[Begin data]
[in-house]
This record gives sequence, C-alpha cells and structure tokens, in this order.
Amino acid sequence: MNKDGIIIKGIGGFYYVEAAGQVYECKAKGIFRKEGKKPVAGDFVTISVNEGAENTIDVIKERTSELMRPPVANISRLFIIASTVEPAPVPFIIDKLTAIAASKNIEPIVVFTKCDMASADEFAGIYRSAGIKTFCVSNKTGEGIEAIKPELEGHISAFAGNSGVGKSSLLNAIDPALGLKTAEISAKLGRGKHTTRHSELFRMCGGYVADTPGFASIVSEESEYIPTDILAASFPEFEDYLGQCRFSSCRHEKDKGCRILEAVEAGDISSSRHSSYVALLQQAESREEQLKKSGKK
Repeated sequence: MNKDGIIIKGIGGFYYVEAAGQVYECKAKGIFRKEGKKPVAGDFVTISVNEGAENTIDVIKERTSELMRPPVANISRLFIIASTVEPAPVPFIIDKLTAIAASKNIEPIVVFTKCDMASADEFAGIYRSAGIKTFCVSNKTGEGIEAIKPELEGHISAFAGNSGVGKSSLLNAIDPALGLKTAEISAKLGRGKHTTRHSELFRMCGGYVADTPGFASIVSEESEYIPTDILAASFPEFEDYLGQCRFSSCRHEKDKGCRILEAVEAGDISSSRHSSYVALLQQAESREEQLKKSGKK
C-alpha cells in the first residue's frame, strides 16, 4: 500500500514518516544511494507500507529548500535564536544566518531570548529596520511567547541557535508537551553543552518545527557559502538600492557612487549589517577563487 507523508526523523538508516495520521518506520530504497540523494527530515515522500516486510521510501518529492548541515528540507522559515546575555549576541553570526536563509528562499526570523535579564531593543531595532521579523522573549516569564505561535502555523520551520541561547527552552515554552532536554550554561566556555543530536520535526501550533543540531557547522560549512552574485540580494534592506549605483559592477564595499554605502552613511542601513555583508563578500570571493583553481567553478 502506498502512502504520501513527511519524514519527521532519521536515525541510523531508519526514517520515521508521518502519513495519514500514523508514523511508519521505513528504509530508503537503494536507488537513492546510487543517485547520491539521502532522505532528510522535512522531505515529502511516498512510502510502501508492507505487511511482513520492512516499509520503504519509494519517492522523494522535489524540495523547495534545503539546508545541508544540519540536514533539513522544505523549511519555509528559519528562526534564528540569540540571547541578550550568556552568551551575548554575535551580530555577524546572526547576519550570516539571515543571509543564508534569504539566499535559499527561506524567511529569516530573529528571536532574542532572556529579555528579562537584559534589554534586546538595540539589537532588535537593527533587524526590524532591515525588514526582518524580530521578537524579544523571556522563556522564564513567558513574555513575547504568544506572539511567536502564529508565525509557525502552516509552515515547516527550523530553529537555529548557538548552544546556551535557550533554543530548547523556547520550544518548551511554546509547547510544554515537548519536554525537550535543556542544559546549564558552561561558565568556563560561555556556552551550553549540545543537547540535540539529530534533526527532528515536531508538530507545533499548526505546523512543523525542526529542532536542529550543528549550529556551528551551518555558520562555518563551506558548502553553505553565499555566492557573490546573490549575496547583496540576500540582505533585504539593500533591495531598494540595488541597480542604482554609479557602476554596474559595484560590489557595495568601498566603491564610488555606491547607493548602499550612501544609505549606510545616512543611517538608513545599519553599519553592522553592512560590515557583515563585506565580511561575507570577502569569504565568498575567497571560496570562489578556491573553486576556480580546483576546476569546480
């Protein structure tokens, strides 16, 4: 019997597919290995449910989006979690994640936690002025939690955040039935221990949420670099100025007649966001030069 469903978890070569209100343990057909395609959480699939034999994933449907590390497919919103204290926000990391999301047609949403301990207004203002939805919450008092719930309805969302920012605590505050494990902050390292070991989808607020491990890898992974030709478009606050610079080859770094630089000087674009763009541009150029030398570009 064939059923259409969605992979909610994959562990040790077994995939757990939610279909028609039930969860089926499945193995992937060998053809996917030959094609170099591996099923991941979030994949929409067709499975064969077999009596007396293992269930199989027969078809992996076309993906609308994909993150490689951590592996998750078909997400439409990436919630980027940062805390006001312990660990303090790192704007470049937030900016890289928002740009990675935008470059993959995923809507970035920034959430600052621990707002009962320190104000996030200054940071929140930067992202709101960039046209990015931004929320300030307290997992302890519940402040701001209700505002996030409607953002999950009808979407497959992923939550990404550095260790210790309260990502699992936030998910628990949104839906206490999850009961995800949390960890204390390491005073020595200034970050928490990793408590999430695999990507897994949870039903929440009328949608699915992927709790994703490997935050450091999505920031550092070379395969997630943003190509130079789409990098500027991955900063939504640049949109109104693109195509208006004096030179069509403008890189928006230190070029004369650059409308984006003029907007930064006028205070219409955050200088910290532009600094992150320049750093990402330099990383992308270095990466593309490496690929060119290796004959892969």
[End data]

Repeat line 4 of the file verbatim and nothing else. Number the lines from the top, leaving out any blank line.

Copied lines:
Repeated sequence: MNKDGIIIKGIGGFYYVEAAGQVYECKAKGIFRKEGKKPVAGDFVTISVNEGAENTIDVIKERTSELMRPPVANISRLFIIASTVEPAPVPFIIDKLTAIAASKNIEPIVVFTKCDMASADEFAGIYRSAGIKTFCVSNKTGEGIEAIKPELEGHISAFAGNSGVGKSSLLNAIDPALGLKTAEISAKLGRGKHTTRHSELFRMCGGYVADTPGFASIVSEESEYIPTDILAASFPEFEDYLGQCRFSSCRHEKDKGCRILEAVEAGDISSSRHSSYVALLQQAESREEQLKKSGKK